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February 20, 2003

New capabilities in DNA·VIEW

STR Mutation Model

Standard paternity case calculations incorporate a realistic step-wise mutation model, beginning with Version 25.46. The essence of the model, which applies (optionally) to STR loci, is that 1-step paternal mutations occur at the rate specified by the per-locus "mutation rate" parameter, 2-step etc. or maternal mutations less frequent by specified ratios. There are a few other details, for which please see This feature is the realization of the point of view that I described several years ago at


We are beginning to see success identifying World Trade Center victims with the experimental SNP technology.

In theory no enhancements were needed to DNA·VIEW to cater to SNP's; they could be treated as a 4-allele or 2-allele STR system. However, several changes make dealing with SNP systems more convenient.

In addition, I've made some computations to investigate the impact of using loci that are occasionally close together. First, it is surprising how little linkage association there appears to be. From the data I have examined there is no sign of linkage association between SNP markers 1 centimorgan apart within the major US population groups, and association is not obvious even at a 0.1 cM. Second, although linkage within a family (even when there is no linkage association in the population) is a theoretical problem for some kinship problems, the practical effect of ignoring linkage seems to be slight.

Brilliant Simulation Feature

Geraldo wants to know if DNA testing can confirm family legend that his mother was an illegitimate child of the wealthy railroad baron, Midas Croesus. If he can get cooperation from two of his putative cousins, will he be able to prove or disprove the relationship?

Automatic Kinship has a brilliant new option, Simulate, that answers questions like these. that answers questions like this. The idea got some impetus several years ago when I was given a paper to referee called "Prospective Kinship Analysis." The authors tried to analyze and predict the likely benefit of DNA typing to resolve some particular inheritance dispute. The concept was good but the execution was not. I suggested rewritting but I never saw it again. I felt constrained from trying to write on the subject myself after that, but saw no reason not to write a computer program.

The general problem that Simulate tackles is this: Given a collection of people and conflicting hypotheses as to how they may be related, how helpful is future DNA testing (or further DNA testing, as the case may be) likely to be in resolving the conflict?

The method of solution is to assign genotypes at random simulating nature's laws of genetics, compute the consequent likelihood ratio, and do this many times. The result of running the Simulate program is thus not a single number nor a yes/no answer, but a large collection of alternate possible numbers, whose range and distribution mimic the range of expectable results from DNA typing. From this output you can judge whether a decisive result is certain, likely, or unlikely.


DNA profile simulation

A new feature of DNA odds – useful for amusement or demonstrations - lets you generate random DNA profiles. Enter # for an allele and the program will substitute an allele randomly selected based on the frequencies of the relevant database.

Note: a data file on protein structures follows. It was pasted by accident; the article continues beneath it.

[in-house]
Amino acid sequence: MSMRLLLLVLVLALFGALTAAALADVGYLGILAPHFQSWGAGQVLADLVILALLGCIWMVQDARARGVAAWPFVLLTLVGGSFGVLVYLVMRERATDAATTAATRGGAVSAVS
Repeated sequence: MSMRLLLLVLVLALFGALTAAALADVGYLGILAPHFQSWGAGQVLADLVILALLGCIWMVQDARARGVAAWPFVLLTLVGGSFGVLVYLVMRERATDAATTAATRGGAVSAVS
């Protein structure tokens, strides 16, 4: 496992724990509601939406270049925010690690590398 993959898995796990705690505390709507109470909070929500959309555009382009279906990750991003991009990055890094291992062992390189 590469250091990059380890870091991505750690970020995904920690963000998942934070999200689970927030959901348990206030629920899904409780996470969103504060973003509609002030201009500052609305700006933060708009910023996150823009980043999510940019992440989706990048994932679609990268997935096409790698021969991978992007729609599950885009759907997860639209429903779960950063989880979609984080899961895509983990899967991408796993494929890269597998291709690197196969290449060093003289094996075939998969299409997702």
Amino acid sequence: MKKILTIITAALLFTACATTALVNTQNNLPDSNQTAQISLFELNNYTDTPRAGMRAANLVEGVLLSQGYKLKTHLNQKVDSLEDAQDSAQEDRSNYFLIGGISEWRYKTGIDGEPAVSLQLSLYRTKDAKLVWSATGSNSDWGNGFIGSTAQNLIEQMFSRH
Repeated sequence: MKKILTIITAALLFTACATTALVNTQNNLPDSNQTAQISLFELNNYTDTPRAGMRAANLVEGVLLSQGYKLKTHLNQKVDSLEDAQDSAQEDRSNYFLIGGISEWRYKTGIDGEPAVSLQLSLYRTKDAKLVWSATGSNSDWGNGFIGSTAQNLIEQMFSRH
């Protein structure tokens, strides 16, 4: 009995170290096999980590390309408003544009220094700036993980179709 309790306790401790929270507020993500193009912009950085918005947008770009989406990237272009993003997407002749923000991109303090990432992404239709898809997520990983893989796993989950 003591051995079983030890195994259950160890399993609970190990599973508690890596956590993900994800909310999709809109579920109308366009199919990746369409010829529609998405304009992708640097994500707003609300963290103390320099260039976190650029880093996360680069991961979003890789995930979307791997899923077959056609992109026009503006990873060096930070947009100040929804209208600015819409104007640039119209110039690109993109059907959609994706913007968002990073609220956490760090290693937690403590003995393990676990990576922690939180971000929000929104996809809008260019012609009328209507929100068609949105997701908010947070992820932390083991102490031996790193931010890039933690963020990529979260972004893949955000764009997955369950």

Population analysis tools & enhancements

Allele report

An ordered table of all alleles for a locus and their frequency over all (selected) databases is a helpful addition to the Allele report
Rare allele report. locus: TPOX 2p25-p24 STR
All alleles (*=beep when typed in):

Asterisks flag alleles that are not part of the allele resolution filter (ARF) if there is an ARF, i.e. those that cause a warning beep when typed in.

Computer lore

Host Access Error

In the process of transmitting files from one computer to another there are various ways that the "Read only" attribute can get turned on. For example, copying a file from a CD usually has this result. If DNA·VIEW or PATER then tries to write to that file, the result is the error message HOST ACCESS ERROR.

You can remove the read-only status and fix the problem by right-clicking on the file name in Windows and changing the "properties".

Windows XP startup glitch

Starting DNA·VIEW or PATER under Windows XP is likely to produce a pop-up window with the message:
16 bit MS-DOS Error
The system cannot open COM1 port requested by the application. Click 'Close' to terminate the application
Click 'Ignore' and the program will start ok. To avoid the message altogether, edit two files:
  1. In dnaview\dnaview.bat, remove the E2 or E256 at the end of the line (near the end of the file) that includes APLPDX.
  2. In dnaview\aplii\config.apl, remove any line that begins Env=

Printing from Windows XP

Printing from DNA·VIEW or PATER when running under XP is tricky because they print to LPT1 (or LPT2) and Windows does not allow user access to those devices. Moreover, unlike Windows 98, Windows XP does not have a "capture printer port" option on the printer properties window.

The effect can be achieved, however, with the NET USE command

Step 1 – determine the official name of the printer
Control Panel, Printers and Faxes –
Right-click on the printer, Properties
Click the "Ports" tab. Notice the list of ports. The first column is "Port". Make it wide enough to view the full name. For example, I see
Step 2 –Invoke the NET USE command
net use LPT1 "\\ODYY\ODYY 970 USB" Persistent=yes
Note the use of quotation marks around the resource name. They permit designating a printer whose name has spaces in it. Persistent=yes means persisting after the computer is shut down and restarted.
Step 3 – test
As a quick test, type, still at a DOS prompt:
copy testfile lpt1
where "testfile" is some small test print file such as \dnaview\examples\elvis.kin.